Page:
A conductor presents a resistance to any current it carries. The "better" the conductor (silver is the best, copper and aluminium are also good), the less this resistance, and the lower the "voltage drop" - the resistance multiplied by the current.
This calculator takes only resistive losses into account, and ignores reactive impedances.
A cable's construction sets a limit on the maximum temperature that the conductors may reach. When operating a cable at an ambient temperature different from that in the conditions used for specifying its current-carrying capacity, you need to apply a derating factor to reduce (or increase!) the current that the cable can safely carry.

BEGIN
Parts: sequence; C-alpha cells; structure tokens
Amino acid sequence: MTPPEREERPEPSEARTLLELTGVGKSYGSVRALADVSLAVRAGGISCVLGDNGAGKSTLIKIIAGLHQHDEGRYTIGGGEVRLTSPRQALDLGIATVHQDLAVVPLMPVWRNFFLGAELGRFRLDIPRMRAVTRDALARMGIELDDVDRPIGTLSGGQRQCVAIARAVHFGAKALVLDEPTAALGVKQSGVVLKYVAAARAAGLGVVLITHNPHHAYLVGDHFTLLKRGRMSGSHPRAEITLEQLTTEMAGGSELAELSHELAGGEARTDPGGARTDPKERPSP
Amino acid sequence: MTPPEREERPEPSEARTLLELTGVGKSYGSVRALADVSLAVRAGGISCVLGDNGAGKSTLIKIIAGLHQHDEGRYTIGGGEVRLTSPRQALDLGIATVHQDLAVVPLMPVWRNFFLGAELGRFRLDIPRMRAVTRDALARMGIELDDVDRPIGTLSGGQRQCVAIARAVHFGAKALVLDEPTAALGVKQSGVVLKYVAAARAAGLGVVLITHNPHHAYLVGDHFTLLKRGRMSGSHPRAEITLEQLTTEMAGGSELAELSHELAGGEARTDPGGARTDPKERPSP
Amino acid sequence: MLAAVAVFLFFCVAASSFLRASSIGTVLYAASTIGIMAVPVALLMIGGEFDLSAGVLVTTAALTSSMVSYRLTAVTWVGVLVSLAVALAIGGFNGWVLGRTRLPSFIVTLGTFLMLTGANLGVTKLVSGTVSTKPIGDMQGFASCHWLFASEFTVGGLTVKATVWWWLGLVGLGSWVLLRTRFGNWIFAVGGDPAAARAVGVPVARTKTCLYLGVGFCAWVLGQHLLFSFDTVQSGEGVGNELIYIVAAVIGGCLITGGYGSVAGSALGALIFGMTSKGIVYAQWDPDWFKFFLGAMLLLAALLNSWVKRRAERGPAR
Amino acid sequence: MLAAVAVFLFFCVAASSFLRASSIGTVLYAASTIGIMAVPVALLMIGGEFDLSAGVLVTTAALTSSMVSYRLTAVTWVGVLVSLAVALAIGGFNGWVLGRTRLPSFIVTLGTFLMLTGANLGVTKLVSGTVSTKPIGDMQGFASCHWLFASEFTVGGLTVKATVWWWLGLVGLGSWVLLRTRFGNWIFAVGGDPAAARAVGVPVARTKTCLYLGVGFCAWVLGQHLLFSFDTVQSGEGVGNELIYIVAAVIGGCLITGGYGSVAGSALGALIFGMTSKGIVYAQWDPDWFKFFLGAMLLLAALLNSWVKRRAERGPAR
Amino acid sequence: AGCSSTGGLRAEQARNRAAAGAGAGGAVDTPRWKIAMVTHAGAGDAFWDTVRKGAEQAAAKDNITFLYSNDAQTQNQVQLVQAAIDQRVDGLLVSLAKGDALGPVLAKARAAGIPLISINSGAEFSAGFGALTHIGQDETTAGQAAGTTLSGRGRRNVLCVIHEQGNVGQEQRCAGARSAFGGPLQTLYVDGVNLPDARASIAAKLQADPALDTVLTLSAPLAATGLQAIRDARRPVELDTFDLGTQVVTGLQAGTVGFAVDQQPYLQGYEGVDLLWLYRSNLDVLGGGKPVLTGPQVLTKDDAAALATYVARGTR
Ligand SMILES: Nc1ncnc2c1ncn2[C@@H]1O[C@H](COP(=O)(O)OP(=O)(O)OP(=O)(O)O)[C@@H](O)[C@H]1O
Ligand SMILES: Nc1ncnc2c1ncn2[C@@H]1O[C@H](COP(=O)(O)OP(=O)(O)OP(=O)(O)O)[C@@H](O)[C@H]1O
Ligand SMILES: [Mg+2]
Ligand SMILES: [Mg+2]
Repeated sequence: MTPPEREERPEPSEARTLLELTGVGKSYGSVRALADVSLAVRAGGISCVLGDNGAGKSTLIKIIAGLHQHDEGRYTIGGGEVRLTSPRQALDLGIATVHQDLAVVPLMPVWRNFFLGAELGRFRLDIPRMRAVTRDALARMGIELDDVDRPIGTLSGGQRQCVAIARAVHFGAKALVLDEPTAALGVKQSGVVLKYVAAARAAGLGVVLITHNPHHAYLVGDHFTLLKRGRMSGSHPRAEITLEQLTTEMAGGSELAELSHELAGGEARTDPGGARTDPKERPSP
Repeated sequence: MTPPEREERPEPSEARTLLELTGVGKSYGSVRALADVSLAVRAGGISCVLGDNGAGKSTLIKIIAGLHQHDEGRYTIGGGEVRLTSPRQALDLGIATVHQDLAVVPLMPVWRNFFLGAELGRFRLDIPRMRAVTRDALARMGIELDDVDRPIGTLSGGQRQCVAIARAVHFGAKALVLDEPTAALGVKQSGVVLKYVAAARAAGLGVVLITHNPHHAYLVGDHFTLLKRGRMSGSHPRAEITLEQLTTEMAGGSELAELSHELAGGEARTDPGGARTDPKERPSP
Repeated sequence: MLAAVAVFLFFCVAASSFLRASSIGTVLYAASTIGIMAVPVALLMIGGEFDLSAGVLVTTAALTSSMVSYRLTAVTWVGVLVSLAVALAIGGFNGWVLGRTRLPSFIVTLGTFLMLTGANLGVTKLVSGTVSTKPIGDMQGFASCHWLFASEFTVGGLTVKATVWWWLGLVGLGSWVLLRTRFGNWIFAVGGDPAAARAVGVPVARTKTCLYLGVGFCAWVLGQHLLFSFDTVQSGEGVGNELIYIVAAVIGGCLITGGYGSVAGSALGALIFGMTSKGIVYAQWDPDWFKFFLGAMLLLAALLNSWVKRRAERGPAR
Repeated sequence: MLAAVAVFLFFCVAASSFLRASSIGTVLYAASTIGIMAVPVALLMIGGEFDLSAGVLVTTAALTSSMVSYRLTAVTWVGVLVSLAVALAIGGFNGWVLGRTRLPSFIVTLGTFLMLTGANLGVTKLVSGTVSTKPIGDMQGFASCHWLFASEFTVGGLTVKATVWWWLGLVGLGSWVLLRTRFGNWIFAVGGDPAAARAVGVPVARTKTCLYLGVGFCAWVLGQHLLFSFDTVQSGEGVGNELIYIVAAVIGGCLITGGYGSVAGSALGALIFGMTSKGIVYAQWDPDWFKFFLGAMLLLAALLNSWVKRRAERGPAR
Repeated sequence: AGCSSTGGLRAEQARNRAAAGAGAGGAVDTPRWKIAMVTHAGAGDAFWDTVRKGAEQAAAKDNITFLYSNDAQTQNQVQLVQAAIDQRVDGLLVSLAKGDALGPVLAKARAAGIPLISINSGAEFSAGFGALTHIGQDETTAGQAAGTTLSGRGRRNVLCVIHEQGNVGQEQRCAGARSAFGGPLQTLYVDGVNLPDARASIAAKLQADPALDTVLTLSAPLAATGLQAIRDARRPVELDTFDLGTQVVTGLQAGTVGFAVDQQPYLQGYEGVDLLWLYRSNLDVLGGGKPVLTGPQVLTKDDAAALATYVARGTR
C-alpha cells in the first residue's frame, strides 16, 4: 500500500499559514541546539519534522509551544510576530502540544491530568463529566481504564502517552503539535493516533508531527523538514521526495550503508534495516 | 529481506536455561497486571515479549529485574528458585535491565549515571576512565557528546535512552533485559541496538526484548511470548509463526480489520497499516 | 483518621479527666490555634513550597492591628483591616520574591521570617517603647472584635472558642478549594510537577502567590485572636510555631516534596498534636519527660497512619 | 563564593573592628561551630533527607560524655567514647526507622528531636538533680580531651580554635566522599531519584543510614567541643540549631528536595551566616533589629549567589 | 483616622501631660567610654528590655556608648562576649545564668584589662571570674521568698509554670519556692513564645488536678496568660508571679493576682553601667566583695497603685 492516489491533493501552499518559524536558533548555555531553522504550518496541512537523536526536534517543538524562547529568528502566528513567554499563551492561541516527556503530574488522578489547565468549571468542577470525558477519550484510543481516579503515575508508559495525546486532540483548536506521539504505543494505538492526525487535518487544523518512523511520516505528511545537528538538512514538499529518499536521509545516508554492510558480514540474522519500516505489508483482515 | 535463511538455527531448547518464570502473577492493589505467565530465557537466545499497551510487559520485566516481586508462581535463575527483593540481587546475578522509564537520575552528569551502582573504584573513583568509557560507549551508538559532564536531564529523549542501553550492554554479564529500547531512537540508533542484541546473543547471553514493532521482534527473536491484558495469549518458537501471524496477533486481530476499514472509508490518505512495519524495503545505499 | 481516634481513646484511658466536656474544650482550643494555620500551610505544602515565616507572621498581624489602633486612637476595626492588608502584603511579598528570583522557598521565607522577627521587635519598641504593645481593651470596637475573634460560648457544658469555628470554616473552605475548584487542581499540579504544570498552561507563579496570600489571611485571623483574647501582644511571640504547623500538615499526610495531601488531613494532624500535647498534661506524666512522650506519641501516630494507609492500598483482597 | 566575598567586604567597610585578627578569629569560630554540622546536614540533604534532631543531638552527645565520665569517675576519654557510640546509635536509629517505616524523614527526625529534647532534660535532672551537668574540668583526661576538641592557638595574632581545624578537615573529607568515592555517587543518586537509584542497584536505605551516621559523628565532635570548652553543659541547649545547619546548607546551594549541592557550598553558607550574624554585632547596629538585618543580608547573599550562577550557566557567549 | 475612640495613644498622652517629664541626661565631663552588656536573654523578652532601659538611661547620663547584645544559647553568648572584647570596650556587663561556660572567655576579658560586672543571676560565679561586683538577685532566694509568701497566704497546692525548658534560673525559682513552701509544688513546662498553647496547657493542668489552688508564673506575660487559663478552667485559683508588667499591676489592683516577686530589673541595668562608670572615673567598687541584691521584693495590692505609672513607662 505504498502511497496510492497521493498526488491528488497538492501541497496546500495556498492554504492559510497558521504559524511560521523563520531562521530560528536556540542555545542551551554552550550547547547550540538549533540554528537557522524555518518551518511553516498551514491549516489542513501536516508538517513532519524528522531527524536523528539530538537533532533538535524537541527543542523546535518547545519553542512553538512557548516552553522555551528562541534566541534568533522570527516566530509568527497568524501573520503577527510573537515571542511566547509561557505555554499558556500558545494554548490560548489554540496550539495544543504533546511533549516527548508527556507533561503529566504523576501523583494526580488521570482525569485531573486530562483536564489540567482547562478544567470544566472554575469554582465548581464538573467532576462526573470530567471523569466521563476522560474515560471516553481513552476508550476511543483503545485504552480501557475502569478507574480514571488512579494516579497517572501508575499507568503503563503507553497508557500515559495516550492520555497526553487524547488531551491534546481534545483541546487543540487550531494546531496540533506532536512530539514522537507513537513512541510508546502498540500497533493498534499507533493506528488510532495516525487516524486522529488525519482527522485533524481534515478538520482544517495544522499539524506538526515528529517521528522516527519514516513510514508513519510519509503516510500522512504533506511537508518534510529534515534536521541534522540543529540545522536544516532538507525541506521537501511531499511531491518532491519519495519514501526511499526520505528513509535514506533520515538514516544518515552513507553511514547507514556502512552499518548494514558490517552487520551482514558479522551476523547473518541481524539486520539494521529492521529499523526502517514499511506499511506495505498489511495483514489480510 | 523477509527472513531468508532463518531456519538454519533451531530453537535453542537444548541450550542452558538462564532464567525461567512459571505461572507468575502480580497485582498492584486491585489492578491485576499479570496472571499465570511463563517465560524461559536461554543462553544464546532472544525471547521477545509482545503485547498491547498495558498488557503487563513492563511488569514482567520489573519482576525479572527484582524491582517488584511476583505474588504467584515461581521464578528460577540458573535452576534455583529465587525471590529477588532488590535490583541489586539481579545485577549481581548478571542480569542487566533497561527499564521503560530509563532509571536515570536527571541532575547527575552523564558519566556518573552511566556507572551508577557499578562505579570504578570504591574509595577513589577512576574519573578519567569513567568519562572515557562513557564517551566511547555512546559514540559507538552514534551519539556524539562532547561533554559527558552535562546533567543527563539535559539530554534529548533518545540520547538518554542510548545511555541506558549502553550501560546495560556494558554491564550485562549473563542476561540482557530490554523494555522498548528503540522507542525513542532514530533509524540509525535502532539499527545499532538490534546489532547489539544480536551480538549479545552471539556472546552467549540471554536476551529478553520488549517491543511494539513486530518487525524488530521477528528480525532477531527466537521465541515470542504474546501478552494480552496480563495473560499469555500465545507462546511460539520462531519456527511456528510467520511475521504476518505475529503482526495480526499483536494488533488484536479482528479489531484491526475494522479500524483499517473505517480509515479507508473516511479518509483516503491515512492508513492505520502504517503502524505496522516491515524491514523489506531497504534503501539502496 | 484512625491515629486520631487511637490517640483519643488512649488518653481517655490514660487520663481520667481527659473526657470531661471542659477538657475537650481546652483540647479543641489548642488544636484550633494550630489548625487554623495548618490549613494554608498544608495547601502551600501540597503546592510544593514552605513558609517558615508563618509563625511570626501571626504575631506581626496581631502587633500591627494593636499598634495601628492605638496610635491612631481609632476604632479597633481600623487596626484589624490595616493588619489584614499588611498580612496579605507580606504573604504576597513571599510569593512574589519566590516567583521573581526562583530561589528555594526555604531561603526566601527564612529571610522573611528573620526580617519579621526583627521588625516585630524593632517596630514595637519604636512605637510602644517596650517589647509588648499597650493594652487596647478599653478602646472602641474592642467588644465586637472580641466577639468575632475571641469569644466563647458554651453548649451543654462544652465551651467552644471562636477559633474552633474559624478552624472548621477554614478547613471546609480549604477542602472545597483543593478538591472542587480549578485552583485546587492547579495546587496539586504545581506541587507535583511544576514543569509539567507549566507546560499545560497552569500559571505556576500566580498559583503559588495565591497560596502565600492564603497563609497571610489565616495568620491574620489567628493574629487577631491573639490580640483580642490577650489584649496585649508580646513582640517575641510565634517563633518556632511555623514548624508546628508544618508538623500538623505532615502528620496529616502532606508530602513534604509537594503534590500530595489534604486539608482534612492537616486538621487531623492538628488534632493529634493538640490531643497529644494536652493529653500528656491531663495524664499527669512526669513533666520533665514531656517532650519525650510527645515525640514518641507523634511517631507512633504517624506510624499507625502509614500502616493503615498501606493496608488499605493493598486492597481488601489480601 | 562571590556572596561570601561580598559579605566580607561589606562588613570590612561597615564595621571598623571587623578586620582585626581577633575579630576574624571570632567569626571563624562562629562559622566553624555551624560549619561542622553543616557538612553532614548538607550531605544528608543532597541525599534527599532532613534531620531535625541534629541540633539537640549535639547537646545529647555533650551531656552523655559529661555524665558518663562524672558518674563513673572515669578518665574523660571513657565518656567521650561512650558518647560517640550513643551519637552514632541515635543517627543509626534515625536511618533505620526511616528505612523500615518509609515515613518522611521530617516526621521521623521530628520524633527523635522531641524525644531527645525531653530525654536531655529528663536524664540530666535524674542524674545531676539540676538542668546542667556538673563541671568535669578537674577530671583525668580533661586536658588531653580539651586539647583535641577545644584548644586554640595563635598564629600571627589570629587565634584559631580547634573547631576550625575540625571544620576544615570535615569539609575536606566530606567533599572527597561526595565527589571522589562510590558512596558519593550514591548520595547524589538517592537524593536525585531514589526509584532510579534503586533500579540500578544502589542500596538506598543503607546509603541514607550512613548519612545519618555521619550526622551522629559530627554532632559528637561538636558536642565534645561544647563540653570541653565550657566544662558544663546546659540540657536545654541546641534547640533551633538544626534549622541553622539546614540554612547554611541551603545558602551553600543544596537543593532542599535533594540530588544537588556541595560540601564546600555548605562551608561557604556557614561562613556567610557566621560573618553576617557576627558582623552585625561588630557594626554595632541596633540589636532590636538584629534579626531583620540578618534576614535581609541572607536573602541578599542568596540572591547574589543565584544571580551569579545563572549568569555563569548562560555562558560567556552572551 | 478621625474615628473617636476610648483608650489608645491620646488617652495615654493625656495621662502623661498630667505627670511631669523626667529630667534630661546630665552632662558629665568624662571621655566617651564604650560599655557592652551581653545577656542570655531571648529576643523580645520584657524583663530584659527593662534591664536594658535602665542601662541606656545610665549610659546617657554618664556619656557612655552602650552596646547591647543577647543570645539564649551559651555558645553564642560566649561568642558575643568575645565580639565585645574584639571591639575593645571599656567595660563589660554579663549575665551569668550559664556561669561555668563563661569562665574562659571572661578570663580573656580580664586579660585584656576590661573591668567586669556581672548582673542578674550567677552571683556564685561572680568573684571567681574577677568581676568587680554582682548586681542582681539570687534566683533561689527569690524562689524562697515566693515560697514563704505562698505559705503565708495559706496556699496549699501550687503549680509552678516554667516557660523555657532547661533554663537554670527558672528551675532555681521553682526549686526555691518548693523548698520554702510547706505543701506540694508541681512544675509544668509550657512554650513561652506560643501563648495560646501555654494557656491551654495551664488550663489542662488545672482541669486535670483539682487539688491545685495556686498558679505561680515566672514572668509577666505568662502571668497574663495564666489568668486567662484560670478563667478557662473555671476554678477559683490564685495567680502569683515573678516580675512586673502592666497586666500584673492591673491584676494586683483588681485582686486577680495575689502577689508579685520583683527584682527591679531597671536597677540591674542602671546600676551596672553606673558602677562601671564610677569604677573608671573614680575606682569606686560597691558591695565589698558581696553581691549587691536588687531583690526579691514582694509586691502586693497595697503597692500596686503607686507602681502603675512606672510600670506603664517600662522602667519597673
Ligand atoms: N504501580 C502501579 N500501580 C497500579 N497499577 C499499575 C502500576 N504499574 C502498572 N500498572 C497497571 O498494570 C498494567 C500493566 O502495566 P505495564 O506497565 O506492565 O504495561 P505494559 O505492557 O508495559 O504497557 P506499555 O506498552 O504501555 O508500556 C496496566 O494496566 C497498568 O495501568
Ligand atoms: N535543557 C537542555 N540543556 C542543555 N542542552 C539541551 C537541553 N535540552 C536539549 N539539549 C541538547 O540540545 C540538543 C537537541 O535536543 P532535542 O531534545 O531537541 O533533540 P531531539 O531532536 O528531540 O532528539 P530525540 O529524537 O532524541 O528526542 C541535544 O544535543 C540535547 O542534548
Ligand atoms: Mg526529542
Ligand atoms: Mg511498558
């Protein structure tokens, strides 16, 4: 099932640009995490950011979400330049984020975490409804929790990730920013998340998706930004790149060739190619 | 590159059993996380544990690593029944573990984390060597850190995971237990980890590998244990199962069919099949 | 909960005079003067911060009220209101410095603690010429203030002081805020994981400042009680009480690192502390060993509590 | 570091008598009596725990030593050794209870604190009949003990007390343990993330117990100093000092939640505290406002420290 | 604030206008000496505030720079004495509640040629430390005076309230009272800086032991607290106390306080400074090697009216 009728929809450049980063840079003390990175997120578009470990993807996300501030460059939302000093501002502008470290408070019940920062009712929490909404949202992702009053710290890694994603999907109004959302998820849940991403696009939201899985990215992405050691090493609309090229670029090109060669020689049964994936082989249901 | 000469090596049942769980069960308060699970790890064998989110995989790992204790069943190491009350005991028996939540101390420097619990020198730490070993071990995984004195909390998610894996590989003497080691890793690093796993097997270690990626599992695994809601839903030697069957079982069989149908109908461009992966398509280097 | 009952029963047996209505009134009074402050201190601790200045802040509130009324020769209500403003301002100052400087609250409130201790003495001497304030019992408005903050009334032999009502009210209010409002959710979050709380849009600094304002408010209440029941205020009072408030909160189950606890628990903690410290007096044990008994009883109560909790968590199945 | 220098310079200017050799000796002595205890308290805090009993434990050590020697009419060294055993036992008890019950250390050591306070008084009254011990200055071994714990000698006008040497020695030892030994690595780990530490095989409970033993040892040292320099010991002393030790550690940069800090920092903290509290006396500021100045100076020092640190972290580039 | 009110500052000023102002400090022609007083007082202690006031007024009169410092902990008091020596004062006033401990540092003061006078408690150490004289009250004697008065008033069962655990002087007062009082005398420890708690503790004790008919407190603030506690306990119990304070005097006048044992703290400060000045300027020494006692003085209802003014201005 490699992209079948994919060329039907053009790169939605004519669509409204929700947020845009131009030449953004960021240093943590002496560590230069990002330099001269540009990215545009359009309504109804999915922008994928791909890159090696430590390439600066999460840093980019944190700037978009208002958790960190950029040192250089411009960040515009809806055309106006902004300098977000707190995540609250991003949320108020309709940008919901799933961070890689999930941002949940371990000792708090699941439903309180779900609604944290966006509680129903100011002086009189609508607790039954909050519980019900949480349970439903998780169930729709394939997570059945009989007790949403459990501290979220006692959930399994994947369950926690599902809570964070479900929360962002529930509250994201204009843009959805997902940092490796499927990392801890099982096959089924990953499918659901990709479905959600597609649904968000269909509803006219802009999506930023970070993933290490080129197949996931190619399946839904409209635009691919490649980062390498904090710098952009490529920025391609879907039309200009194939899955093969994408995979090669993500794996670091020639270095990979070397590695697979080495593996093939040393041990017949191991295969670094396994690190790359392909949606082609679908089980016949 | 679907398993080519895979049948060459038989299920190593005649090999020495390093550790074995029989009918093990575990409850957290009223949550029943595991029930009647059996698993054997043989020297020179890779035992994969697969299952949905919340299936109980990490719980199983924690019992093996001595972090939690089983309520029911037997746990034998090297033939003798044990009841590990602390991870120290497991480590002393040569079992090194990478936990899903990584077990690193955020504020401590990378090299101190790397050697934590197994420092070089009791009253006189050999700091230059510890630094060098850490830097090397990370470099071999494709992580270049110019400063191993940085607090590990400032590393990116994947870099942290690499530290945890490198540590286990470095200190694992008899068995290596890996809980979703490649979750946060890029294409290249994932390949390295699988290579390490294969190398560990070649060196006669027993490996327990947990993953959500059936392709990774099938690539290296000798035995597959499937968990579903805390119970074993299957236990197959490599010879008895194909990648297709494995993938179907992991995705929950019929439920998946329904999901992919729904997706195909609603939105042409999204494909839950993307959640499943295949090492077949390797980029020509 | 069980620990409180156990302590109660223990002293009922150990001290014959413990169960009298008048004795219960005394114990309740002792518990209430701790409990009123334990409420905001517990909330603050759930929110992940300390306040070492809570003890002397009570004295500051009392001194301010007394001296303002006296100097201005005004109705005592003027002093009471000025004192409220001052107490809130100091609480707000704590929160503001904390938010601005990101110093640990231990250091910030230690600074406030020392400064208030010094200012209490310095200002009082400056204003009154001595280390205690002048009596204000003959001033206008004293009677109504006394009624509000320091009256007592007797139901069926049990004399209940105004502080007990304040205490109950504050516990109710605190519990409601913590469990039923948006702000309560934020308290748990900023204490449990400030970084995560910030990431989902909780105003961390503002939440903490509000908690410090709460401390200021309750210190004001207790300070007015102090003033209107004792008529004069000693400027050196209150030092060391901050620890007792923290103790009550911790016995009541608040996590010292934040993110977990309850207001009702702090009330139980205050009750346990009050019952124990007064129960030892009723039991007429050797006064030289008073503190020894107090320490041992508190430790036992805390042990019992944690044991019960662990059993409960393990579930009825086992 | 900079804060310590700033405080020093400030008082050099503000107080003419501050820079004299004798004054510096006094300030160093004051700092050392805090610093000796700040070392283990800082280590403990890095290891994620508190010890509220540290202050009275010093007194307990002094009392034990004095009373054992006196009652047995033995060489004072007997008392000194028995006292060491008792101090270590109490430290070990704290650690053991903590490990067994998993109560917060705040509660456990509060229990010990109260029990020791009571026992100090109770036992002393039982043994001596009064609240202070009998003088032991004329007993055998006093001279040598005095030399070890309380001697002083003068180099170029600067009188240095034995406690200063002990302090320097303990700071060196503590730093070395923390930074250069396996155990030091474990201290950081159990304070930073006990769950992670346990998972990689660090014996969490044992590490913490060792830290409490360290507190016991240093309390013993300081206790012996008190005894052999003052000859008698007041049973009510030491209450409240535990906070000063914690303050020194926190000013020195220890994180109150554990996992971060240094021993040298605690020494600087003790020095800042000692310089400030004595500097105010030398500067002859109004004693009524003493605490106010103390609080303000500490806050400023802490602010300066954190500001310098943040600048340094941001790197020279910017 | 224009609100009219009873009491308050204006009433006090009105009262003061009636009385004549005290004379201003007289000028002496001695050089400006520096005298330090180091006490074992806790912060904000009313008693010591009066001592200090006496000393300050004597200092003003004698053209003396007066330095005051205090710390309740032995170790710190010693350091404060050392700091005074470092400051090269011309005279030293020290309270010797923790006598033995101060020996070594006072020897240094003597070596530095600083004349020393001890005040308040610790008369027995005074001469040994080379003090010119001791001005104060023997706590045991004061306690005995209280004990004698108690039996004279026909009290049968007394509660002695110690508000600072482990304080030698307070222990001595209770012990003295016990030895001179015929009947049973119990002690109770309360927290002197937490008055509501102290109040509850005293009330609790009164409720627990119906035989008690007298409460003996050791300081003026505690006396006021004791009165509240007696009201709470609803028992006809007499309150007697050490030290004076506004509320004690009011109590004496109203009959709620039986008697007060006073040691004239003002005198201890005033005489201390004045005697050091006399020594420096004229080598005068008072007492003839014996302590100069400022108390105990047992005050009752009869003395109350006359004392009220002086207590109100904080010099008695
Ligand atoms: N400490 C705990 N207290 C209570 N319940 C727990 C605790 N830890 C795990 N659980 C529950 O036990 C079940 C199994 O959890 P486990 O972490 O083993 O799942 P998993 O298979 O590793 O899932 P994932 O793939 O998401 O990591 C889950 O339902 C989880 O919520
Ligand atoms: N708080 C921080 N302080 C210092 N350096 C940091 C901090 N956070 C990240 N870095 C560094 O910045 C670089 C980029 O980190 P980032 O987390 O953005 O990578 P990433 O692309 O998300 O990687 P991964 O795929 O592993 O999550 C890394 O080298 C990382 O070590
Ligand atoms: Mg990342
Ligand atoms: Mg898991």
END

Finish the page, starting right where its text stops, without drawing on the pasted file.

This calculator takes only the resistive heating in a cable into account, and makes no attempt to deal with hotspots.
On short time scales, approximately all the power dissipated in a current-carrying conductor remains in the system as heat. This calculator gives the time required to reach a given temperature rise, assuming adiabatic conditions.
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